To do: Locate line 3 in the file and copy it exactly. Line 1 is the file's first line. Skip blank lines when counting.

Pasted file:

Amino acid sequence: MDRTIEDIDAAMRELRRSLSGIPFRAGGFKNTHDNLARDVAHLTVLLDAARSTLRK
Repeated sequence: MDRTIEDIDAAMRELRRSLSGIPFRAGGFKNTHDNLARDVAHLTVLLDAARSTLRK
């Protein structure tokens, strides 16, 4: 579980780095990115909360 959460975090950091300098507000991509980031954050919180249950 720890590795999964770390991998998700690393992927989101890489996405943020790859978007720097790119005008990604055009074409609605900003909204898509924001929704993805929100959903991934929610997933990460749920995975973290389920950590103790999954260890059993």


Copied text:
């Protein structure tokens, strides 16, 4: 579980780095990115909360 959460975090950091300098507000991509980031954050919180249950 720890590795999964770390991998998700690393992927989101890489996405943020790859978007720097790119005008990604055009074409609605900003909204898509924001929704993805929100959903991934929610997933990460749920995975973290389920950590103790999954260890059993």